Follow Techotopia on Twitter

On-line Guides
All Guides
eBook Store
iOS / Android
Linux for Beginners
Office Productivity
Linux Installation
Linux Security
Linux Utilities
Linux Virtualization
Linux Kernel
System/Network Admin
Programming
Scripting Languages
Development Tools
Web Development
GUI Toolkits/Desktop
Databases
Mail Systems
openSolaris
Eclipse Documentation
Techotopia.com
Virtuatopia.com

How To Guides
Virtualization
General System Admin
Linux Security
Linux Filesystems
Web Servers
Graphics & Desktop
PC Hardware
Windows
Problem Solutions
Privacy Policy

  




 

 

OpenSolaris 2008.11 Distribution Constructor Guide
Previous Next

Using the Finalizer Scripts

The distribution constructor application includes default scripts in the /usr/share/distro_const directory and subdirectories. These scripts are already referenced in the finalizer section of the default manifest file. See the Manifest File.


Note - It is recommended that you use the default scripts without editing them. You do have the option to write your own scripts to perform additional operations.


The default scripts are as follows:

  • pre_bootroot_pkg_image_mod – Image area modifications for all types of images

  • slim_cd/slimcd_pre_bootroot_pkg_image_mod – Image area modifications specific to Slim CD

  • bootroot_initialize.py – Boot-root initialization

  • slim_cd/slimcd_bootroot_configure – Boot-root configuration specific to Slim CD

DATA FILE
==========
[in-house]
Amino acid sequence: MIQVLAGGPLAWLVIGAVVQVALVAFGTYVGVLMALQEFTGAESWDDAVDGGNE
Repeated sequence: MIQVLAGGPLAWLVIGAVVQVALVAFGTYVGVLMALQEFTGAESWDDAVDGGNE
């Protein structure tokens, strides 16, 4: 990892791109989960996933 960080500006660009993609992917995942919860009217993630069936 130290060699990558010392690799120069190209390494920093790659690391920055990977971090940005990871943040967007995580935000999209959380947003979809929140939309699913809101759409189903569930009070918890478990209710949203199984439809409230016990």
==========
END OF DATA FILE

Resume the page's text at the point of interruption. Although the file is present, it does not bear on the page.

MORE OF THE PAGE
• bootroot_configure – Boot-root configuration

  • bootroot_archive.py – Boot-root archiving

  • slim_cd/slimcd_post_bootroot_pkg_image_mod – Post-boot-root image area modification specific to Slim CD

  • grub_setup – Initialization of grub menu

  • post_bootroot_pkg_image_mod – Post-boot-root image area modification

  • create_iso – ISO image creation

  • create_usb – USB image creation

Customizing Finalizer Scripts

Use the default scripts without editing them. You can also create custom scripts to perform additional tasks. Use the existing scripts as models for creating new scripts.

You can locate your scripts in the /usr/share/distro_const directory or anywhere on the system or network. Make sure that root can execute these scripts.

Reference the script names in the finalizer section of the manifest file. Be sure to specify the full path to your scripts in the manifest file, even if they are in the /usr/share/distro_const directory.